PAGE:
KUALA LUMPUR, March 7 – Member of Parliament for Klang, Ganabatirau Veraman on Monday raised the various issues facing the city of Klang, from bad roads with damages made worse by heavy traffic and large vehicles travelling to the three ports in Klang, poor town planning and drainage systems, flash floods as well as the issue of foreign workers overtaking local wet markets and a shortage of beds in Hospital Klang.
While the Klang town council is set to become a city council, the current roads and drainage systems may not be up to the standards befitting a city yet, especially when it houses three high traffic ports, he said during the Dewan Rakyat sitting on Monday.
With pot holes and puddles on its roads, Klang also has a high number of fatal motorcycle accidents to its credit, he said.
These issues must be looked into particularly by the Public Works Department and the Department of Drainage and Irrigation so that Klang can make its transition to city status as envisioned, he said.
Often there are conflicts between the state and federal agencies when it comes to repairing a damaged road, on whether the road belongs to the state or central government, he added.
People don’t know the difference, they only want a decent road and often time is taken to repair these roads due to the lack of coordination between these agencies. He called on all the relevant agencies to come together to resolve the issue.
Gana said that for too long, the previous Federal government has not been giving the attention Klang deserves although it is one of the most vibrant towns in the country and Selangor in particular, contributing to the country’s economy, he said, when debating the Budget 2023.
He expressed hope that special focus will be given to Klang under the Budget.
On the issue of foreigners flooding the markets as traders, and often as ‘bosses” in Klang including the market in Meru, which he said was fast becoming a “Selayang 2”, he said he had yet to encounter any officials from the Home Ministry, councils or other relevant bodies coming to these areas and raiding the places.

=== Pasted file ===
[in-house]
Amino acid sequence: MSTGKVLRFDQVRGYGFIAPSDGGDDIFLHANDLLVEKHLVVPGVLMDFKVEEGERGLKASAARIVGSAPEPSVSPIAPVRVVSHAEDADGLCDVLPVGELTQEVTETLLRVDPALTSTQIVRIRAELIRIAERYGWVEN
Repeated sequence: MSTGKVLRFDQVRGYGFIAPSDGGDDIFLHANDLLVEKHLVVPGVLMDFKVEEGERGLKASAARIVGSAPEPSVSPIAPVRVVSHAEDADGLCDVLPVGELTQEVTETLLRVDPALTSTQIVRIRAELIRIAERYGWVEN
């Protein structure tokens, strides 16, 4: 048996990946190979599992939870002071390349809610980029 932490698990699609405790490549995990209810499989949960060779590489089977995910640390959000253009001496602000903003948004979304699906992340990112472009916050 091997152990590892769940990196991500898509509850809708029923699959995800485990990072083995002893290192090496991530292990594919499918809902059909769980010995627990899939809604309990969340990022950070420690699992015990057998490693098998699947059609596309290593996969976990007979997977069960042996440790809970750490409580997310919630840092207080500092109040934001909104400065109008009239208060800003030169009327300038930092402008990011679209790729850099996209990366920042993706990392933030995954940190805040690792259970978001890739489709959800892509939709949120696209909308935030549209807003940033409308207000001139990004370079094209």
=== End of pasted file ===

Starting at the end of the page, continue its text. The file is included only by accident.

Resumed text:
The parking lots are monopolised by foreigners and while many locals are waiting for places to trade in the market, the foreigners are carrying out trade in the markets either by way of proxy or directly.
He said the Home Ministry should take firm action on the matter, while the Malaysian Anti-Corruption Commission (MACC) should be investigating if there has been any instance of misuse of power in allowing foreigners to trade in the markets.
On the flash floods affecting Klang areas including billion ringgit residential areas developed by well known developers, he said this should not be happening.
How could these be happening if there had been proper planning with all the drainage and irrigation plans put out well. There have been no proper investigation so far for the causes of flash floods, he said, whether involving the developers, an agency or even officials.
Gana said while the previous governments had sidelined Klang, he hoped the current prime minister will consider special allocations for the development of Klang.
Meanwhile in Bukit Raja, which has over 20,000 residents, there are seven areas allocated for schools but not a single school has been built in the area, Gana said, attributing the move to the previous government’s plans that had sidelined the area.
The parents here are sending their children to other parts of Klang.
He also raised the issue of a second secondary school for Kota Kemuning, another fast growing area in Klang, expressing hope that the relevant ministries will look into the matter.